Teaching My Kid to Be Bilingual Like Me Was No Easy Feat

One mom turned to an expert to help her navigate the process of teaching her daughter Spanish—and the cultural expectations that come with bilingual parenting.

Latina mom and daughter dancing

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I don't recall exactly when I started thinking about the kind of parent I wanted to be. I'm sure we all make mental lists that include things like the eating habits we want our children to have, the kind of education we want to offer them, the types of activities we want them to be involved in. Well, my list also included a very specific goal: raising my child to be bilingual. A very important objective for a young mom who had her own struggles in picking up Spanish. 

But the task of teaching my daughter how to speak both English and Spanish fluently proved very difficult for me. And as it slowly became more and more apparent that I was failing at this, shame settled over me. I was raising a "yo no sabo" kid. And I wasn’t quite sure how to change that. So I went to an expert for help. Here’s what I learned.

It Takes a Lot of Planning

"When parents themselves speak multiple languages or live in bilingual communities, there is an assumption that raising bilingual kids will be a given, seamless, even easy," says Diandra Morse, licensed clinical social worker and founder of Bilingual Playdate. "In my experience, the main barrier parents face when teaching their child how to speak more than one language is the parent's preconceived expectations of how the learning should go or what it will take for their kids to pick up an additional language."

That takes us back to that list I was talking about. The one filled with my parenting intentions, which under the “raising them bilingual” sub-header had several bullet points listing things like playing language-learning videos to supplement what I would teach, signing her up for weekend Spanish classes, and other lofty goals. 

When I shared that list with Morse, she distilled the idea perfectly. “There is a level of work and investment—mental, time, social, emotional, financial—that perhaps doesn't feel as clear or real to parents until they are in the throes of bilingual parenting,” she explains. “At that point, parents find themselves struggling with how intentional and planful they need to be to be able to keep up with their child's bilingualism on top of all their parenting obligations.” 

This is exactly what it felt like to me. There was nothing seamless about navigating more than one language with my child. When she was a baby, I’d sit with her while we watched Little Pim Spanish for Kids, thinking she’d absorb the instruction the way children absorb school lessons. Afterward, we’d move on to other things and there would be no follow through on my part.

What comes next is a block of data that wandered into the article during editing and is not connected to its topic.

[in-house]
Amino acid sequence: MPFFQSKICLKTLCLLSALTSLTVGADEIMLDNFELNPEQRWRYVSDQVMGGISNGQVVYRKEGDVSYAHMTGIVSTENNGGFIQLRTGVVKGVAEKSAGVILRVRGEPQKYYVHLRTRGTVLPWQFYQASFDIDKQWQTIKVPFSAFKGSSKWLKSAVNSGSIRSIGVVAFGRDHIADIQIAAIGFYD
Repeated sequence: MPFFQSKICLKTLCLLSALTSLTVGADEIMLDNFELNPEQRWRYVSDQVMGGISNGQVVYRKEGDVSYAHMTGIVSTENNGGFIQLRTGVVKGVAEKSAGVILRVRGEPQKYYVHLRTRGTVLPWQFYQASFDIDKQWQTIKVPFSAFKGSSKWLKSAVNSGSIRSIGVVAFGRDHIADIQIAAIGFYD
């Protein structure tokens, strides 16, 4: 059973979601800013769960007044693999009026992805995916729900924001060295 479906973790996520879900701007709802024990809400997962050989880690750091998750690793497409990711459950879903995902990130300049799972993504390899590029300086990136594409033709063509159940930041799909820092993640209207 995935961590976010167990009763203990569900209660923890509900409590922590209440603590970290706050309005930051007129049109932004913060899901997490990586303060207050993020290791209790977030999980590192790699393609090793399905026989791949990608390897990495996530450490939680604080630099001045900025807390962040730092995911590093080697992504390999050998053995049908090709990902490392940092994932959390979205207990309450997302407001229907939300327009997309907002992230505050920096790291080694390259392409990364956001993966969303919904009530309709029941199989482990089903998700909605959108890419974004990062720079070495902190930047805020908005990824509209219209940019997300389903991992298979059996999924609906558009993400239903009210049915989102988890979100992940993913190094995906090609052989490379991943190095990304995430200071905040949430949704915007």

When we think about school instruction, those of us who aren’t educators sometimes fail to recognize how much planning goes into what our children are taught. Students aren’t exposed to content without the necessary prerequisite lessons. And once a topic is taught, there is follow through at school with the next lesson that builds upon what was previously learned. But I didn’t think of it this way. Sitting with my child to watch those videos in the hopes that she would sponge it up was a weak plan. And having a mental list of great ideas formed from equally great intentions meant nothing if I wasn’t prepared for the time management portion of the investment that Morse referred to. For all the tactics I had listed, I never made the time to sign my daughter up for Spanish classes. It’s one of the most slippery concepts known to man: time. There never seemed to be enough of it and in the blink of an eye, I lost it. As Morse suggested, I had no idea just how purposeful I needed to be if I wanted my daughter to be multilingual. 

Navigating Expectations—Both Ours and Others—Is Important

One of the harder things to deal with was the level of parent-shaming that I experienced. I've lost count how many times I've been asked, usually by a native Spanish speaker, if my daughter speaks both languages—only for the follow up reaction to be a scolding or look of disappointment when I admit that she does not. Morse, whose organization supports parents in navigating the invisible challenges of raising bilingual kids, adds, "From my discussions with parents, it appears that guilt and shame are constantly present in their journey.” 

These feelings are especially present in their interactions with the larger American society, which sends the persistent message of "this is America; your child should speak English."

It can also be stressful if our own family members hold expectations for the younger generation's bilingualism. I recall when my daughter was about 3 or 4 years old and I took her to meet an uncle of mine for the first time. There was pride in my posture and smile as I held her little hand in mine when I introduced her to him. But not even a few minutes into the greeting came the question I had been dreading: “Does she speak Spanish?” My chest deflated and my ears grew warm as I confessed that she did not. With arms crossed and a sharp tone, my uncle told me that I’d be failing my daughter if I didn’t take her bilingualism more seriously. No one, especially not a new parent, wants to hear that they might possibly fail their child. That interaction sliced right through the pride I’d carried, leaving me in doubt of where my priorities lay.